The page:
Since its closure due to Covid-19, the Yorkshire Museum has been challenging restless museum experts worldwide to showcase their weird and wonderful collections on social media. This week’s theme urged museums to share the ‘creepiest’ objects and – be warned – it did not disappoint!
Yorkshire Museum kicked off the friendly challenge on Twitter with a shocking picture of a 1,700-year-old bundle of hair with pins intact, which had once belonged to a Roman woman. “Can you beat it?” they goaded.
The #curatorbattle post has subsequently had more than 220,000 engagements. Many museums from the UK, Germany, France, Canada and the USA responded.
Prince Edward Island Museum in Canada submitted a sinister picture of a supposedly cursed children’s toy. The museum claims to have discovered it tucked inside the walls of a 155-year-old mansion. “We call it ‘Wheelie’ – and it MOVES ON ITS OWN,” announced the museum. “Staff put it in one place and find it in another spot later on …”
The UK’s Royal Armouries endeavoured to “turn the creep up to 100” by posting the image of a grinning iron mask from the Tower of London. The creepy headpiece might have been worn as an executioner’s mask or a muzzle designed for public humiliation.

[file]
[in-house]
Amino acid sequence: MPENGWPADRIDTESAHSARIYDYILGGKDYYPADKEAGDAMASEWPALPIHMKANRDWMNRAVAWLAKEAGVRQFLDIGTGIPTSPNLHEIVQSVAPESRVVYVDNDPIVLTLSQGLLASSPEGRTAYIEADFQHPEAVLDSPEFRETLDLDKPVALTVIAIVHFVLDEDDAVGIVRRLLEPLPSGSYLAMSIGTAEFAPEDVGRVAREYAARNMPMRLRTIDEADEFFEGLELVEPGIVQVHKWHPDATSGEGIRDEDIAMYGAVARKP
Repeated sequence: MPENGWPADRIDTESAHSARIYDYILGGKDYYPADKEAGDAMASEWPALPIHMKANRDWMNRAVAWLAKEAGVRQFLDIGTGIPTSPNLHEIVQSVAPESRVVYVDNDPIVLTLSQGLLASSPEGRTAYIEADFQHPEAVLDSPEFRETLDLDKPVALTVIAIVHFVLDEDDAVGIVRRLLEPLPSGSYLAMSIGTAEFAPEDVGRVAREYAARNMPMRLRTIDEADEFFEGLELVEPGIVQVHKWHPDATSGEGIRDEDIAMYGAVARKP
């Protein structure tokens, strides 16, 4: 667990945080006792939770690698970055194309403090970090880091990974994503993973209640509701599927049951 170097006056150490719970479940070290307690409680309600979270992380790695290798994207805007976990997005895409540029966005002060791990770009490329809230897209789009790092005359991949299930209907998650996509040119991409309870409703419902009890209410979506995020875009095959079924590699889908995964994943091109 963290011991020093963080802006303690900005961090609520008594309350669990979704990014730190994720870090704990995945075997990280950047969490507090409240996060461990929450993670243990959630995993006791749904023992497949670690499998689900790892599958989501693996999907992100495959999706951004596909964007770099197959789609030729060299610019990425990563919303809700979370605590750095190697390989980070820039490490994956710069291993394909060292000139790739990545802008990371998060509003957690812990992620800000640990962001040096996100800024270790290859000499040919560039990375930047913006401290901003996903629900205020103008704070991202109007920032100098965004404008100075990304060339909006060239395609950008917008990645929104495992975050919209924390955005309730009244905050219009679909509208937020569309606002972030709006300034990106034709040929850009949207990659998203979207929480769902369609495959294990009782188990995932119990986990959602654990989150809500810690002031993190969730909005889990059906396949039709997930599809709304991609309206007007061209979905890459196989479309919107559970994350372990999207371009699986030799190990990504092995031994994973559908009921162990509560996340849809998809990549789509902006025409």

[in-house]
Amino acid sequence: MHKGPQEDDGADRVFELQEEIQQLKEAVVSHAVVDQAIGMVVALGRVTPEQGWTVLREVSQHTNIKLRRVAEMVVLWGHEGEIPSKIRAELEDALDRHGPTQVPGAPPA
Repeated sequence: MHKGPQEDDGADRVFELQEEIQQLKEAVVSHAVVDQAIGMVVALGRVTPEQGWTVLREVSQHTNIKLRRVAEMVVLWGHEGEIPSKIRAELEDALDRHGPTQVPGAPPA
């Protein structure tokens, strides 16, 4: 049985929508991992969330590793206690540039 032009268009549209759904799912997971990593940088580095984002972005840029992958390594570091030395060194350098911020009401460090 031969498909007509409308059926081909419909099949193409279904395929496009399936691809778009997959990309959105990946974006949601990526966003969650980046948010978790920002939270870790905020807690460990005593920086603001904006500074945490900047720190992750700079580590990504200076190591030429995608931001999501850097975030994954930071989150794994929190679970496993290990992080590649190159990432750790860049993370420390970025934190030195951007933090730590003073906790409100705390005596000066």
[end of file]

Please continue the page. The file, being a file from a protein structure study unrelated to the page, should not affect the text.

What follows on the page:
Adding to the list of hair-raising objects, York Art Gallery wrote: “GUYS we know we have already won. This severed lower leg by Kerry Jameson has sprouted its own legs and a rather beastly head. @COCAYork #RethinkCeramics”.
Perhaps one of the weirdest objects to come out of the challenge is a terrifying mermaid diorama preserved in the National Museums of Scotland. The Victorian example of taxidermy combines various animal parts and glaring glass eyes to recreate the image of the mythical sea creature.
“The curator battle has been gradually building as more and more museums and the general public look at our Twitter feed every Friday to see what theme we’re going to pitch,” explained Millicent Carroll from the York Museums Trust. “Last week’s best egg contest had replies from the Hermitage in Russia and the American Museum of National History, but the creepiest object has taken it to another level.”
Yorkshire Museum’s weekly #curatorbattle series intends to unite institutions and virtual visitors across the world during lockdown. Previous themes for the weeklong competition have included the dullest, prettiest, and deadliest objects.